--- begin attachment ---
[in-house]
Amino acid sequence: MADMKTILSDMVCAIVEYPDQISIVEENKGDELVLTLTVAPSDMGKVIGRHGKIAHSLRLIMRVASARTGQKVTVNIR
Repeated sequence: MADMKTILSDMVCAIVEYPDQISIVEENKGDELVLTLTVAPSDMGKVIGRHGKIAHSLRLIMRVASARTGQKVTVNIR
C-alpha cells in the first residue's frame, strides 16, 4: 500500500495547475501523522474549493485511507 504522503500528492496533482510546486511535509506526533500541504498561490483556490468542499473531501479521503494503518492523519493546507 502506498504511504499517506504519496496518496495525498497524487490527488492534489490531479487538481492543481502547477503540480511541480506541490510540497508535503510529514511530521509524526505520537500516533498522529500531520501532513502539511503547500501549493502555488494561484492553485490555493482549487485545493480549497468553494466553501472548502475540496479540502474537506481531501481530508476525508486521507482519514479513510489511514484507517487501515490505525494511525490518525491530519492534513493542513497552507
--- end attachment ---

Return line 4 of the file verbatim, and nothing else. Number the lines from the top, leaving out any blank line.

C-alpha cells in the first residue's frame, strides 16, 4: 500500500495547475501523522474549493485511507 504522503500528492496533482510546486511535509506526533500541504498561490483556490468542499473531501479521503494503518492523519493546507 502506498504511504499517506504519496496518496495525498497524487490527488492534489490531479487538481492543481502547477503540480511541480506541490510540497508535503510529514511530521509524526505520537500516533498522529500531520501532513502539511503547500501549493502555488494561484492553485490555493482549487485545493480549497468553494466553501472548502475540496479540502474537506481531501481530508476525508486521507482519514479513510489511514484507517487501515490505525494511525490518525491530519492534513493542513497552507